Mother Earth Living

Echinacea:The Art of Tincturing

Learn to harvest and make medicine from this immune-boosting plant

photos by Susan Belsinger and Tina Marie Wilcox
Digging around the circumference of E. purpurea, insert the fork or shovel about 11/2 to 2 feet from the plant all around.
Two different-sized plants from the same clump of E. purpurea. By keeping the leaves intact when separating plants for replanting and tincturing, it makes it easier to keep track of roots and identify the echinacea from the other plants in the clump.
Harvest the Echinacea purpurea plant after it is at least three years old before digging it to make tincture. Here we take it after the frost, which has turned the stems, seed heads, and leaves black.
Gently lift the plant from underneath with the tines of the fork, taking care to get all of the root. The clump contains roots of echinacea and other plants that will have to be separated.
Appearance of vascular rings in roots of E. pallida help to identify the plant as echinacea. These rings also appear in E. purpurea—they are even in the tiny fibrous roots.
Largest root at the crown of E. purpurea ready to be separated from fibrous roots. Roots will be trimmed for tincturing and crown will be saved for replanting.
Washed roots draining in a colander.
Washing the fine roots of E. purpurea.
Separating plants and crowns for replanting: at bottom, trimmed crowns on damp paper towels; at top left, plants with tops wrapped in damp towel; at top right, root moisture is preserved by placing crowns in damp towels and plastic bags until ready to replant.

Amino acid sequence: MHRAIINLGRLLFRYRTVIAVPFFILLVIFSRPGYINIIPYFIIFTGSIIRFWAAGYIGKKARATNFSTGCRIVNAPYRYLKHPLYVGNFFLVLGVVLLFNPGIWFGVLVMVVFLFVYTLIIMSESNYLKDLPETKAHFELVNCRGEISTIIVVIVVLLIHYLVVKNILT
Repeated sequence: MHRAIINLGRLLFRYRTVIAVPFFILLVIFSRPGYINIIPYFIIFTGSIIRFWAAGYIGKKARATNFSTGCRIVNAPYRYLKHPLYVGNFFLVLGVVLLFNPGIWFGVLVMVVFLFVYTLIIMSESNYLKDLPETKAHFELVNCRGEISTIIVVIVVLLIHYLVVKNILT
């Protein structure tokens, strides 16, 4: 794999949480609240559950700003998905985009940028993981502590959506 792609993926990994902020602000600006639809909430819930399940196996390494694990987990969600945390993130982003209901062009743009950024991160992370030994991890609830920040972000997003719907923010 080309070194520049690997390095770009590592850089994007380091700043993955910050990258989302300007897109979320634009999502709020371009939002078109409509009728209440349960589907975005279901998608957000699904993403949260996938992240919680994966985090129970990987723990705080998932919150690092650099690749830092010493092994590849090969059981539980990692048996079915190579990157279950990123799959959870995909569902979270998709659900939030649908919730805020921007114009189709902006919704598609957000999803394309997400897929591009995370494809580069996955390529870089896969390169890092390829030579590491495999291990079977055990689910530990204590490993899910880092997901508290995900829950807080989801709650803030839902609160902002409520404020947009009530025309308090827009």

Good close-up of vascular rings of E. pallida, dividing the root for tincture from the crown to be replanted.
E. purpurea plants are separated for replanting and tincturing. At the top is whole tincturing root; at bottom, the plant is trimmed for replanting with the crown.
Chopping the larger, woody roots.
Transfer the pounded root to a clean glass jar with a plastic lid, and pour the menstruum over the root. The traditional ratio is to use 2 parts menstruum to 1 part root.
The finished tincture (aged for two to six weeks) is now ready for straining. When making a tincture from the leaves and/or flowers, it should only infuse for forty-eight hours. For the menstruum and root to work best, all tinctures should be shaken twice daily.
Use a yogurt cheese maker to strain the tincture—it’s fast and it strains the tincture well. Of course, a tincture press is great if you make a lot of tinctures, but a strainer lined with fine cheesecloth works just fine. Exert pressure with a pestle to extract every drop of essence from the roots.
While pounding the roots, splash in a little menstruum (90-proof vodka or 1 part pure grain alcohol to 1 part distilled water) to help the pounding process.
When ready, pour the finished tincture into a clean, brown glass bottle. We use a variety of recycled dark glass bottles and replace old droppers with new rubber droppers, since the rubber tends to disintegrate.

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